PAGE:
Belief, disillusion and concealment: These were the undercurrents in socialist Poland as they were in socialist Syria. And just as these resentments all at once erupted into cataclysm in Eastern Europe more than two decades ago, they are surfacing spectacularly in Syria today. In the case of the Assads, it’s like father, like son. Bashar – an ophthalmologist trained in the West, his wife hailed by Vogue as “a rose of the desert” – came to power promising a Damascus Spring. Instead he has delivered artillery attacks on civilians.

Only fools take despots at face value. I just wish my mother were around to see Bashar get his just deserts.

 

THE “APARTHEID STATE” THAT MINORITIES KEEP STRUGGLING TO GET INTO

The “Apartheid State” that minorities keep struggling to get into
By Ramzi Abu Hadid
Stonegate Institute
March 1, 2012

Prominent PLO spokeswoman Hanan Ashrawi is demanding that the international community declare Israel an “Apartheid State.” Her demand was included in a statement she published in Ramallah this week: she accused Israel of incitement against Arabs and of violating international laws.

How come she never mentions the incitement of Palestinians against Israelis in the Palestinian government-issued textbooks, or in the schools and summer camps named after terrorists, or in the government-controlled TV stations which just last week again glorified terrorists with video celebrations again and again of the tenth anniversary of the Democratic Front for the Liberation of Palestine, a group that over the years has killed dozens of Israelis, including many children?

How come Ashrawi never mentions that in Saudi Arabia there is not only gender apartheid – in which women have virtually no rights and are kept as virtual prisoners, unable to travel without the permission of a male guardian or relative, even if he is a child or retarded or mentally defective – but also that there are separate roads marked for Muslims to drive on and for non-Muslims to drive on? You are not even allowed to bring a Bible into the country. How come those acts are not “Apartheid”?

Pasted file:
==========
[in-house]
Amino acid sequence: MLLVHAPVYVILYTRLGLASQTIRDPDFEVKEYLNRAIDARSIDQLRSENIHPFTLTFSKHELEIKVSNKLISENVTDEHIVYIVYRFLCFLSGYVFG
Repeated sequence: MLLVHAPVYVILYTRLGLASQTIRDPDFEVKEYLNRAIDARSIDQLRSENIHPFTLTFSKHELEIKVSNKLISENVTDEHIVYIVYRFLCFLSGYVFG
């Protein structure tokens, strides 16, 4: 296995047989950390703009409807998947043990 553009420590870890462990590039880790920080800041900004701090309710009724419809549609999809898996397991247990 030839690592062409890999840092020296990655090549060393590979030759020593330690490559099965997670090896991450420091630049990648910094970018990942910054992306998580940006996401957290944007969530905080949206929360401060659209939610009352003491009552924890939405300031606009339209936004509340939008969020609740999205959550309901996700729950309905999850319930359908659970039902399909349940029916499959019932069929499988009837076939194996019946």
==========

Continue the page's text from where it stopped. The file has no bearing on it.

How come Ashrawi never mentions that here in Jordan the government has been trying to strip thousands of us Palestinians of our Jordanian citizenship – a move Israel never made against its Christians and Muslims.

As an Arab Christian, Ashrawi would have done better if she had chosen to focus on the plight of her fellow Christians in the Palestinian territories, many of whom continue to complain about persecution and harassment from Muslims.

Has Ashrawi, the self-declared human right rights advocate, never heard of thousands of the Palestinians from the West Bank and Gaza Strip who try to infiltrate into Israel every morning in search of work and a better life?

Why has it become the dream of many Arab Christians and Muslims to emigrate to the “Apartheid State”? Is it possible that all these people are uninformed? Or do they really know the truth about Israel, the only democracy in the Middle East? In Egypt, Syria, and Iran, for example, government officials put journalists in jail, but Israel is the only country in the region where one small journalist nobody has ever heard of can put a government official in jail.

In the past few decades, many Christian families from Bethlehem and even the Gaza Strip have moved to live in Israel because they feel safer in the “Apartheid State” than they do among their Muslim “brothers”.

Has Ashrawi ever asked herself how come dozens of Christians and Muslims from neighboring Arab countries and Africa try to infiltrate the border into Israel every day, or how come so many of her fellow Christians want to live in the “Apartheid State”?

Is Ashrawi aware of the fact that while Christians are being persecuted and slaughtered in the Arab world and Africa, the Jewish state remains the safest place for them to live? Is she aware that the Christian population in Israel is on the rise while in the Arab and Islamic world it is dwindling – and even faster in places such as Nigeria, Egypt and the Sudan where Muslims are slaughtering Christians?

What has Ashrawi done to promote the rights of women and freedom of speech under Hamas and Fatah?

On the same day that she issued her appeal to the international community, a Palestinian court in the West Bank sentenced a man to only five years in prison for murdering his sister. And on the same day also, Palestinian policemen raided a university campus near Ramallah and threatened peaceful protesters and reporters.

Tens of thousands of Arabs and Muslims have put their lives at risk by crossing the border into Israel from Egypt, where border guards often open fire at women and children.

Does Hanan Ashrawi really care about Palestinians, or is she just being paid by Europeans and Western NGOs to keep bashing the region’s only democratic country, which, though admittedly not perfect, still tries harder than any other to treat all of its people with decency and equality?

All notes and summaries copyright © Tom Gross. All rights reserved.